Wilko: 12,000 jobs at risk after retailer collapses into administration

Wilko has entered administration after failing to secure a rescue deal, placing some 12,000 jobs at risk, ITV News' Kelly Foran reports

Troubled high street retailer Wilko has collapsed into administration, putting around 12,000 jobs at risk across the nation.

It comes a week after the company, which has about 400 shops in the UK, filed a notice of intention to appoint administrators on Thursday.

Since then the store raced to find a buyer, but failed to secure a rescue deal, so has now appointed administrators at PwC.

PwC has confirmed Wilko will continue to trade from all its stores "without any immediate redundancies".

The boss of the homeware and hardware chain Mark Jackson said: "We left no stone unturned when it came to preserving this incredible business but must concede that with regret, we’ve no choice but to take the difficult decision to enter into administration."

Filing its notice to appoint administrators last week gave Wilko 10 working days to find a buyer for all or part of the business to avoid going bust.

There are 408 Wilko stores across the UK.

Administrators Jane Steer, Zelf Hussain and Edward Williams from the corporate finance firm PwC have been appointed to oversee the process.

PwC said the retailer has suffered “increasing cash flow pressure and a deterioration in trading” after sales were impacted by the pandemic and cost-of-living crisis.

Zelf Hussain, joint administrator and PwC partner, said: “It is incredibly sad that a well-loved, family business that has been on the high street for over 90 years has had to go into administration today.

“Many high street retailers are facing a number of well-documented challenges and Wilko has been significantly impacted by the headwinds facing the industry including inflationary pressure and rising interest rates.

“As administrators, we will continue to engage with parties who may be interested in acquiring all or part of the business.

“Stores will continue to trade as normal for the time being and staff will continue to be paid.”

Wilko in Nottinghamshire. Credit: PA

The company, which has headquarters in Worksop, Nottinghamshire, was looking for a potential buyer and is understood to have held talks with interested parties.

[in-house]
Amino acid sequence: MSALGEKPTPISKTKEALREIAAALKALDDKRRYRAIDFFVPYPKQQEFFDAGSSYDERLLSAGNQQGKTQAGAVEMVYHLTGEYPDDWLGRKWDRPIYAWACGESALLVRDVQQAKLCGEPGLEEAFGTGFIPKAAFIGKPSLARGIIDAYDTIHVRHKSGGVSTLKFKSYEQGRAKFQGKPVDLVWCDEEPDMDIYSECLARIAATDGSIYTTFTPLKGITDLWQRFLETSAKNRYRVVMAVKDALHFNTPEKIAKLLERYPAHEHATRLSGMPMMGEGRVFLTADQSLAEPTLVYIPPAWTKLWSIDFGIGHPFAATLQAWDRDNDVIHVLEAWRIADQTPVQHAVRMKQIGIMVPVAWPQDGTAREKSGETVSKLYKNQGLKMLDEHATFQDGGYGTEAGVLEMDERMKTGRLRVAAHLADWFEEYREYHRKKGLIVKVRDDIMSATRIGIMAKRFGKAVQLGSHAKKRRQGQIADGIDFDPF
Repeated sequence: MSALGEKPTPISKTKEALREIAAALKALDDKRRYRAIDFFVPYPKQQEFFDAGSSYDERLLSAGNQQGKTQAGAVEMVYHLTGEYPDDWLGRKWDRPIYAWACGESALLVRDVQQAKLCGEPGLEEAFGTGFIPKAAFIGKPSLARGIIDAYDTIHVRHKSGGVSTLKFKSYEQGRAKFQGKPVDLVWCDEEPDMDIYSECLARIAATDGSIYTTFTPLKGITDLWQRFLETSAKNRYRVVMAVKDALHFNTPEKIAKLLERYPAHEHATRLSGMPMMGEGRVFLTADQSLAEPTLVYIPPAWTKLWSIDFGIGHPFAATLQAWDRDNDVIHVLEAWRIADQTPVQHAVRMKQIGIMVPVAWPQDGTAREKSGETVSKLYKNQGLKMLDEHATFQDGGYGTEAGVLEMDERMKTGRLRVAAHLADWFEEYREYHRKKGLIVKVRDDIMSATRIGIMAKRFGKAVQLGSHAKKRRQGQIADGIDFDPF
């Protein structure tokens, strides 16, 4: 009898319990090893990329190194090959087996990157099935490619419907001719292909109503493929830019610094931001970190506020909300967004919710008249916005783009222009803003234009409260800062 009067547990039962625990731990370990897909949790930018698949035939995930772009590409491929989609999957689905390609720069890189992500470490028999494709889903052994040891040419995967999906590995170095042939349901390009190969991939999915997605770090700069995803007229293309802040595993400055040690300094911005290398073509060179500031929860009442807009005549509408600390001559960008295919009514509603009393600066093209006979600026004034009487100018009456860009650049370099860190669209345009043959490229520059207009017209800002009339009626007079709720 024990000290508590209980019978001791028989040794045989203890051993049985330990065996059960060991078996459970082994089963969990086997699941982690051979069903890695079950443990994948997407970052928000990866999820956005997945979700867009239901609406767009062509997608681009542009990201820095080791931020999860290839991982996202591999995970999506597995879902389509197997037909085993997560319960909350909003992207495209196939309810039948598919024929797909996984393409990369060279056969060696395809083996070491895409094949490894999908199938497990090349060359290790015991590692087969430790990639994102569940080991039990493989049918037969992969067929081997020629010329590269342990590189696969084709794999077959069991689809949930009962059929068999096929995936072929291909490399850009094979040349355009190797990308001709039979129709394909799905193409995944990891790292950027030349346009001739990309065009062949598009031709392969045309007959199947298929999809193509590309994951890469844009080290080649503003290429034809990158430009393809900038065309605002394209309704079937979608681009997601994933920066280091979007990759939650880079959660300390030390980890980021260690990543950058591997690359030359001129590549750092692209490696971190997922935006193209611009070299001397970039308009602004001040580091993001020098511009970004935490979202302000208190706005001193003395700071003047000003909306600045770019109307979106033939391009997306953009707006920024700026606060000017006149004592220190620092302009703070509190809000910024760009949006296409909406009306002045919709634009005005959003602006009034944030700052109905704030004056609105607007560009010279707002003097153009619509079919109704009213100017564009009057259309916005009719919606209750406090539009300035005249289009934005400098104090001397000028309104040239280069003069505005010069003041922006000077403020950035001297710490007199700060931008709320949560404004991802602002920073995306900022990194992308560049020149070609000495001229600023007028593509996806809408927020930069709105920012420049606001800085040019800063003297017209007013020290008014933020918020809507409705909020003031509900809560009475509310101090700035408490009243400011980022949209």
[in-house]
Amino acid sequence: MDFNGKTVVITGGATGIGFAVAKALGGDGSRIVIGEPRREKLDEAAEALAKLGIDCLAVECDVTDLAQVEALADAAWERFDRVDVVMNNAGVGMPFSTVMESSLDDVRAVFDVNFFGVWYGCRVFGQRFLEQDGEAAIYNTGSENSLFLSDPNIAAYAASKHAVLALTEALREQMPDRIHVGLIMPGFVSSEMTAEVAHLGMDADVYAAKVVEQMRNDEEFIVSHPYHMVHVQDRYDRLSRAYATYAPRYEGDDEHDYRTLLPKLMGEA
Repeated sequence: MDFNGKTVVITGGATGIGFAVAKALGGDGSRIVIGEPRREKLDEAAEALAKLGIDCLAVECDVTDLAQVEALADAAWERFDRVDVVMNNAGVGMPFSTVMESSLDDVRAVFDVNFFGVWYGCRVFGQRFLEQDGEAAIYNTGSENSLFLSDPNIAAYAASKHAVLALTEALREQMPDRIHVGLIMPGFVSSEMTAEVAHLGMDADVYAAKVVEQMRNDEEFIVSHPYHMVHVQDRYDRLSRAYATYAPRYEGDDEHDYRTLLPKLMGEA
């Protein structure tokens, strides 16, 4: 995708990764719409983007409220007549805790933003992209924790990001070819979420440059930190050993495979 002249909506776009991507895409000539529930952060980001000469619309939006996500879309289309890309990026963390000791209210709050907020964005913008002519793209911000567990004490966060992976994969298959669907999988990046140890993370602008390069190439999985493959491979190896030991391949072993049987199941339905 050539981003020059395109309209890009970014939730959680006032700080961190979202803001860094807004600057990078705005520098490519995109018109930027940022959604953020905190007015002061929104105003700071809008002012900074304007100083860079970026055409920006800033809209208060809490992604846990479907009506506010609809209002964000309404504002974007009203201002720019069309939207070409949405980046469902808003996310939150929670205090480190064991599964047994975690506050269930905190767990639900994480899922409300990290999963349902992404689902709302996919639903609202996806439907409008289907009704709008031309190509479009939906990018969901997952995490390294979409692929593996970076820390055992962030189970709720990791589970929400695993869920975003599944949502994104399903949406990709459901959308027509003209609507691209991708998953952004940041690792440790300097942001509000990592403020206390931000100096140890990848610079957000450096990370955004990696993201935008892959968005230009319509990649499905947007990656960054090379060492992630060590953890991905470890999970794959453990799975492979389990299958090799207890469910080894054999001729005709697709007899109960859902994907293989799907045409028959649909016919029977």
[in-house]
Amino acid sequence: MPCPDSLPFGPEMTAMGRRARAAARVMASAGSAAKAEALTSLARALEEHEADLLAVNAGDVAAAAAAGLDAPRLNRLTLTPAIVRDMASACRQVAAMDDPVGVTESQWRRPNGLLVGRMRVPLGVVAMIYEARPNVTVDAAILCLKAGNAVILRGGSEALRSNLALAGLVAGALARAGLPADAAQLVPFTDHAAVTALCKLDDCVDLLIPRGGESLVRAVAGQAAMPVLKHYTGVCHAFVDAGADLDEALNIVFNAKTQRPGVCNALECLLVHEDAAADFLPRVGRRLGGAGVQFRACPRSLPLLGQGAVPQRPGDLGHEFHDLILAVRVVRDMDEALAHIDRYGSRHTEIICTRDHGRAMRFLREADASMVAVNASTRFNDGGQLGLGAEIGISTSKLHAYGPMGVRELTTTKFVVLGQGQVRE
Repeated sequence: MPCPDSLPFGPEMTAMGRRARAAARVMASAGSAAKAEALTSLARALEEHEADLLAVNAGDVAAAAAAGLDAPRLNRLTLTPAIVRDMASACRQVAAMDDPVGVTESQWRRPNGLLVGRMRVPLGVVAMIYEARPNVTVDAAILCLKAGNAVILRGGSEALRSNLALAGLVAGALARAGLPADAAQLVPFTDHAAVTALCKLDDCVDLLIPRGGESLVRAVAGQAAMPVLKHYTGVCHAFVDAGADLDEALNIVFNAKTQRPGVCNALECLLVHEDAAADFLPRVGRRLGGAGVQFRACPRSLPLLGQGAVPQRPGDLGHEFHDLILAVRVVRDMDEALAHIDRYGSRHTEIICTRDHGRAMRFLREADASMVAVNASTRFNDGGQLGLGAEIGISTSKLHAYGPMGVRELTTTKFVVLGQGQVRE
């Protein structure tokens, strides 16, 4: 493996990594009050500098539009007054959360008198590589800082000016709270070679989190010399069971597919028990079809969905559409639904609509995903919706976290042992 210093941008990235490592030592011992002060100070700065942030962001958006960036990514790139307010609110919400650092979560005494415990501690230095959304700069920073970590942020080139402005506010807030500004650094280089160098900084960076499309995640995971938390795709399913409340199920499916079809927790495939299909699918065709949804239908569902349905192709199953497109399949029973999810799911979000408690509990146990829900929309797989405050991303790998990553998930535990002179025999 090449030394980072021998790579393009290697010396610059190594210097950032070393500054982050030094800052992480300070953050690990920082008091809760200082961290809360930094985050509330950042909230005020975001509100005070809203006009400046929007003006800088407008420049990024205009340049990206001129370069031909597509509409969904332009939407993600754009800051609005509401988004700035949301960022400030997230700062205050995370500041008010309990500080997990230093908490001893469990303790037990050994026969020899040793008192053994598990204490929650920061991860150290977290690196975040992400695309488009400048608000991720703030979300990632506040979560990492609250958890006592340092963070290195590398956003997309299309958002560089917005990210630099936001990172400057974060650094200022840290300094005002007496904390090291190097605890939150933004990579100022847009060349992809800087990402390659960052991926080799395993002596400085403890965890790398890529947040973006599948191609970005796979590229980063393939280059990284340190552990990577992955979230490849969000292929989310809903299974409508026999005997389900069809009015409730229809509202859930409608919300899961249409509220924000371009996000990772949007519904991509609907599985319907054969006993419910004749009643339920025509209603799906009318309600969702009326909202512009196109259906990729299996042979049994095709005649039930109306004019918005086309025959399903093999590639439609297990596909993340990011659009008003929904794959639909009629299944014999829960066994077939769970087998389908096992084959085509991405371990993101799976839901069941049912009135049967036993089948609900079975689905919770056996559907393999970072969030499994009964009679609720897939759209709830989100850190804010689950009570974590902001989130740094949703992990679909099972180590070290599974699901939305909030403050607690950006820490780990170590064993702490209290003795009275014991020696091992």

Gordon Brothers, which owns the Laura Ashley brand, was reportedly among those to have held discussions over a possible rescue offers before Wilko was forced to enter into administration.

Mr Jackson said: “While we can confirm we had a significant level of interest, including indicative offers that we believe would meet all our financial criteria to recapitalise the business, without the surety of being able to complete the deal within the necessary timeframe, and given the cash position, we’ve been left with no choice but to take this unfortunate action.”

He said it the business had pressed ahead with a turnaround plan, including cost savings, which “would have delivered the most profitable Wilko ever recorded within 24 months”.

The retailer confirmed it has appointed administrators from PwC.

Nadine Houghton, national officer at the GMB union, said: “The 12,000 Wilko workers now facing potential redundancy will take little solace that with better management the situation that has befallen Wilko was, sadly, entirely avoidable.

“GMB has been told time and time again how warnings were made that Wilko was in a prime position to capitalise on the growing bargain retailer market, but simply failed to grasp this opportunity.”

Last year, Wilko agreed a deal to borrow £40 million from restructuring specialist Hilco after posting significant losses.

It launched a turnaround plan earlier this year after its sales and shopper footfall came under pressure as consumer budgets were hammered by the rising cost of living.

Wilko said it saw “real progress” against many areas in its plan and made significant cost savings but was unable to improve its finances quickly enough to avoid insolvency.Administrators will now seek out potential buyers for the firm’s store estate and its brand.

Earlier this week the shop suspended home deliveries as it raced for a rescue deal to avoid collapse - instead shoppers were told to use click and collect services in store.

The high street store was founded as a hardware shop in Leicester in 1930.

It went on to fill the demands for DIY products in the 1950’s, according to a statement released by Wilko's CEO Mr Jackson today.

Wilko created its first product range in the 1970’s and launched online shopping in the 2000’s.

Shopper Kieran Moore, 64, who visited the Wilko store in Ely, Cambridgeshire, said he feared Wilko “could go the same way as Woolworths” as it "hasn’t moved with the times".

Retired accountant Keith Fearn, of Ely, Cambridgeshire, who was also visiting the store, said: “It will be a loss. It’s got quite a variety of things. My cat particularly likes their food – I browse once a week.”

The 79-year-old continued: “You think what’s the management doing? Have they sleepwalked into this? They’ve got massive facilities across the country. I feel sorry for the staff.”

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